Thursday, September 29, 2016

            A couple months ago my wife and I adopted a rescue dog from a veterinary clinic. The dog-still a pup-has become attached to my wife. My wife, always an early riser, is usually the one to let the dog-whose name is Tracy-out in the morning. Truth is, Tracy won’t go out for me. The other morning, however, was one of those rare occasions when I was up very early, before my wife. I was able to lure Tracy out of the bedroom with a biscuit and get the door closed before she could get back in, giving my wife some extra sleep.
            We have two coffee makers; a Keurig, for the times when only one of us is up, and a Bunn, for when we are up together. That morning I made my coffee in the Keurig. While I was enjoying my first cup, it occurred to me that the coffee I was drinking was for me only; it was mine and no one else’s. I know, no-brainer, right? But here’s the thing-at that moment I also realized coffee from the Bunn had a sacramental aspect to it. Here’s why.
            When my wife and I (and anyone else who happens to be visiting) drink coffee from the Bunn, we are sharing the one common pot; the one for the many (or at least, the two). Same thing with a meal, which is why meals had such significance in the Bible. That’s what the Passover meal was-one lamb for the many. That’s what Jesus’ sacrifice was too-one sacrifice for all humankind to share.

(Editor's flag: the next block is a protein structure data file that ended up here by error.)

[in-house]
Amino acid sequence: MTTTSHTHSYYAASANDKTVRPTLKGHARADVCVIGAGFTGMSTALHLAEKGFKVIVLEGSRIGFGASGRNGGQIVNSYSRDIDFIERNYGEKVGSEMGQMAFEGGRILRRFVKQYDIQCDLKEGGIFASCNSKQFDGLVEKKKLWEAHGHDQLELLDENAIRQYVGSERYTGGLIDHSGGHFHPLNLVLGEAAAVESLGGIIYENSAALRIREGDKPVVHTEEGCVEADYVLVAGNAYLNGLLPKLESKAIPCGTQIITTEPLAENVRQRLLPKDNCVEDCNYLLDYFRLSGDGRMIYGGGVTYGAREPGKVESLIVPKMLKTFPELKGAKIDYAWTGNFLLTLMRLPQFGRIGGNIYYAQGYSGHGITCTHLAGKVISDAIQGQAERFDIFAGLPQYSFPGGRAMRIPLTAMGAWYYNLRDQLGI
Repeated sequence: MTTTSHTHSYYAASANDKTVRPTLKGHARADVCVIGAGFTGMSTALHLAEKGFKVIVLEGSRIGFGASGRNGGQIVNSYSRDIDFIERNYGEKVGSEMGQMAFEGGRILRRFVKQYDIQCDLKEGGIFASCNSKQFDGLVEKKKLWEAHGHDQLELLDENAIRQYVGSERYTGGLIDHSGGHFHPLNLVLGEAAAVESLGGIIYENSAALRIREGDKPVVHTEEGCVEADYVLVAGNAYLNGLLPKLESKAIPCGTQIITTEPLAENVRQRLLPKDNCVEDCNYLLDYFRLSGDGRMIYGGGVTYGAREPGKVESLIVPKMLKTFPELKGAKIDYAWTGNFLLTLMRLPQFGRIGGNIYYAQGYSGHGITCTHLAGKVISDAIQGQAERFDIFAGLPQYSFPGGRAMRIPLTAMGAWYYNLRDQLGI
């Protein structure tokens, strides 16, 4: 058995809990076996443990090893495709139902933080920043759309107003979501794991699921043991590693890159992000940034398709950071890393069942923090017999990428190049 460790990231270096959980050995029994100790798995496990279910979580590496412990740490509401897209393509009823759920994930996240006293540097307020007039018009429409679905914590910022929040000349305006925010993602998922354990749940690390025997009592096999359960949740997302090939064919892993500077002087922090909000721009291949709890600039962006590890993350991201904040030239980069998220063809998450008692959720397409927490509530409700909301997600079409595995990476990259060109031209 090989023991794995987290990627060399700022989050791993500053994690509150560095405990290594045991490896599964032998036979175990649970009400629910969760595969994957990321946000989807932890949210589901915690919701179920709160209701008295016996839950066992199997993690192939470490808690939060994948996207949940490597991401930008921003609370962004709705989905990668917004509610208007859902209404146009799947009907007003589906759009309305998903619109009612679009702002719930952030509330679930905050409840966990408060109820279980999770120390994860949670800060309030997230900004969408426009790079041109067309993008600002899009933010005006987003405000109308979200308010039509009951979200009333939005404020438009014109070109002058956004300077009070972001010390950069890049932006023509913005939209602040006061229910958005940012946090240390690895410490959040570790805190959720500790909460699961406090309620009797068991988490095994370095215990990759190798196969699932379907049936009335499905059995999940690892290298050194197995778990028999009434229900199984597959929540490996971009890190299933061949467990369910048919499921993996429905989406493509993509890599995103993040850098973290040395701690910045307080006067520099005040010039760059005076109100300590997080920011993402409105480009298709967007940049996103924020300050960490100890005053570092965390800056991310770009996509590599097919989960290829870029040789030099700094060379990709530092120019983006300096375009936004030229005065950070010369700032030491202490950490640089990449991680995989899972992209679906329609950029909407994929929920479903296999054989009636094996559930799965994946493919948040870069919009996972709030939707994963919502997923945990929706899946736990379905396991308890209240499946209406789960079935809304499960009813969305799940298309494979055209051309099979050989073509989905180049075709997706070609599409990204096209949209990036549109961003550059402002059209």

And that’s why I said the common pot is sacramental. It is a visible sign of a spiritual reality; the one feeds the many. So the sacrament of the common pot (communion) isn’t necessarily limited to the Lord’s Supper or the Eucharist or however your faith tradition defines and practices it. It is available anytime two believers share a meal. Or a pot of coffee. God’s presence is all around us; all we need do is recognize it, and celebrate.
            I believe God is really looking forward to the time when we will all share the wedding banquet together; much more than we can possibly realize. In the meantime, while we are asking God to bless our meals (or our coffee), why not invite Him to the table to share? He has, after all, invited us to His.


Saturday, September 17, 2016

17 September 2016
Truly I tell you, among those born of women no one has arisen greater than John the Baptist; yet the least in the kingdom of heaven is greater than he. From the days of John the Baptist until now the kingdom of heaven has suffered violence, and the violent take it by force. Matthew 11:11-12 (NRSV)
Blessed are the peacemakers, for they will be called children of God. Matthew 5:9 (NRSV)
            This is a repost from my other blog, I’m thinking some of you might not read that one and this is appropriate here as well, so here it is.